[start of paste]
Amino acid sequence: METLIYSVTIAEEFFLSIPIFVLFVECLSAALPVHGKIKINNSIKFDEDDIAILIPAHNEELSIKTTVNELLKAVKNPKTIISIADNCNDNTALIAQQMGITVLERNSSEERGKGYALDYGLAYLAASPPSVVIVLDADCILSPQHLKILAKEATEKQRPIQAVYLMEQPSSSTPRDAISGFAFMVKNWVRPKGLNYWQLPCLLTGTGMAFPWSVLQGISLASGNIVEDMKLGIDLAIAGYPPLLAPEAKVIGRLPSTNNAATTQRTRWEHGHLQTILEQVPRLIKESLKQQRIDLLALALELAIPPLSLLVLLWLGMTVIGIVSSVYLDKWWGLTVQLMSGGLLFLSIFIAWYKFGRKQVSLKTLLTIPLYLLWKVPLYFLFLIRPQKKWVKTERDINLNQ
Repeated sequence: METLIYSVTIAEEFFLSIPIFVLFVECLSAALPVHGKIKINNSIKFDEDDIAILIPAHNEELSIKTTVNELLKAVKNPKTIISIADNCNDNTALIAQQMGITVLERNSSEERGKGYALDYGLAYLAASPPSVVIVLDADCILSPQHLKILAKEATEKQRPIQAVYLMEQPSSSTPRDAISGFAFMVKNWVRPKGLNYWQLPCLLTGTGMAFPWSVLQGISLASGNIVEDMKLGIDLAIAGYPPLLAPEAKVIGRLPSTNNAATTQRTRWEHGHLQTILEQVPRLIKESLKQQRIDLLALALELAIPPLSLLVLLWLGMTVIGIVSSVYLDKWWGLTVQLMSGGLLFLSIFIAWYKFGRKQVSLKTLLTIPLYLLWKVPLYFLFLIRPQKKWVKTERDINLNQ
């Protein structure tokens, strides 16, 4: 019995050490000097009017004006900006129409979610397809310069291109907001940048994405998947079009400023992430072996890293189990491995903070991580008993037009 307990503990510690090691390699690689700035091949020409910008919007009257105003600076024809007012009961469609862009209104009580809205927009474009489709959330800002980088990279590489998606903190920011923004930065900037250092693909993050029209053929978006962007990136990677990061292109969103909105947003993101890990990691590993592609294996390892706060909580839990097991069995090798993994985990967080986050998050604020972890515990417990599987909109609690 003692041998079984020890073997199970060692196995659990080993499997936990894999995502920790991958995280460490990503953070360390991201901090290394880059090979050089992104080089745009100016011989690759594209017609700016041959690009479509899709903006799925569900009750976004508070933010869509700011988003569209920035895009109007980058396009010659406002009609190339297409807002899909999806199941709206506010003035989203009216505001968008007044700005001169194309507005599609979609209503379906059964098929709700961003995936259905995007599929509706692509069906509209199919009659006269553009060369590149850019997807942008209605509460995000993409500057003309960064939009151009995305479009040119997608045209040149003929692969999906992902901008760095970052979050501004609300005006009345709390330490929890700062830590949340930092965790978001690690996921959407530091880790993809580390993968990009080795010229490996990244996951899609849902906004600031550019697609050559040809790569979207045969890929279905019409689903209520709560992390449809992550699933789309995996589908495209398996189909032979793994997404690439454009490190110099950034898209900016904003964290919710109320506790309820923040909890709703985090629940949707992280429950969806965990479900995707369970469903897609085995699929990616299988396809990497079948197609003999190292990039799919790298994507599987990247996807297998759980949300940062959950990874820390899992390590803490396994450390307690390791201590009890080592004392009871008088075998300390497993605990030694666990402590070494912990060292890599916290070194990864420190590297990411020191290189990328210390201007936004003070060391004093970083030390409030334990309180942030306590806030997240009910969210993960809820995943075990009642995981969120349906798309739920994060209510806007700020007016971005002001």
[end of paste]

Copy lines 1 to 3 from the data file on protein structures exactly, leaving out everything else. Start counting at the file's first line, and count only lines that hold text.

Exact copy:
Amino acid sequence: METLIYSVTIAEEFFLSIPIFVLFVECLSAALPVHGKIKINNSIKFDEDDIAILIPAHNEELSIKTTVNELLKAVKNPKTIISIADNCNDNTALIAQQMGITVLERNSSEERGKGYALDYGLAYLAASPPSVVIVLDADCILSPQHLKILAKEATEKQRPIQAVYLMEQPSSSTPRDAISGFAFMVKNWVRPKGLNYWQLPCLLTGTGMAFPWSVLQGISLASGNIVEDMKLGIDLAIAGYPPLLAPEAKVIGRLPSTNNAATTQRTRWEHGHLQTILEQVPRLIKESLKQQRIDLLALALELAIPPLSLLVLLWLGMTVIGIVSSVYLDKWWGLTVQLMSGGLLFLSIFIAWYKFGRKQVSLKTLLTIPLYLLWKVPLYFLFLIRPQKKWVKTERDINLNQ
Repeated sequence: METLIYSVTIAEEFFLSIPIFVLFVECLSAALPVHGKIKINNSIKFDEDDIAILIPAHNEELSIKTTVNELLKAVKNPKTIISIADNCNDNTALIAQQMGITVLERNSSEERGKGYALDYGLAYLAASPPSVVIVLDADCILSPQHLKILAKEATEKQRPIQAVYLMEQPSSSTPRDAISGFAFMVKNWVRPKGLNYWQLPCLLTGTGMAFPWSVLQGISLASGNIVEDMKLGIDLAIAGYPPLLAPEAKVIGRLPSTNNAATTQRTRWEHGHLQTILEQVPRLIKESLKQQRIDLLALALELAIPPLSLLVLLWLGMTVIGIVSSVYLDKWWGLTVQLMSGGLLFLSIFIAWYKFGRKQVSLKTLLTIPLYLLWKVPLYFLFLIRPQKKWVKTERDINLNQ
């Protein structure tokens, strides 16, 4: 019995050490000097009017004006900006129409979610397809310069291109907001940048994405998947079009400023992430072996890293189990491995903070991580008993037009 307990503990510690090691390699690689700035091949020409910008919007009257105003600076024809007012009961469609862009209104009580809205927009474009489709959330800002980088990279590489998606903190920011923004930065900037250092693909993050029209053929978006962007990136990677990061292109969103909105947003993101890990990691590993592609294996390892706060909580839990097991069995090798993994985990967080986050998050604020972890515990417990599987909109609690 003692041998079984020890073997199970060692196995659990080993499997936990894999995502920790991958995280460490990503953070360390991201901090290394880059090979050089992104080089745009100016011989690759594209017609700016041959690009479509899709903006799925569900009750976004508070933010869509700011988003569209920035895009109007980058396009010659406002009609190339297409807002899909999806199941709206506010003035989203009216505001968008007044700005001169194309507005599609979609209503379906059964098929709700961003995936259905995007599929509706692509069906509209199919009659006269553009060369590149850019997807942008209605509460995000993409500057003309960064939009151009995305479009040119997608045209040149003929692969999906992902901008760095970052979050501004609300005006009345709390330490929890700062830590949340930092965790978001690690996921959407530091880790993809580390993968990009080795010229490996990244996951899609849902906004600031550019697609050559040809790569979207045969890929279905019409689903209520709560992390449809992550699933789309995996589908495209398996189909032979793994997404690439454009490190110099950034898209900016904003964290919710109320506790309820923040909890709703985090629940949707992280429950969806965990479900995707369970469903897609085995699929990616299988396809990497079948197609003999190292990039799919790298994507599987990247996807297998759980949300940062959950990874820390899992390590803490396994450390307690390791201590009890080592004392009871008088075998300390497993605990030694666990402590070494912990060292890599916290070194990864420190590297990411020191290189990328210390201007936004003070060391004093970083030390409030334990309180942030306590806030997240009910969210993960809820995943075990009642995981969120349906798309739920994060209510806007700020007016971005002001």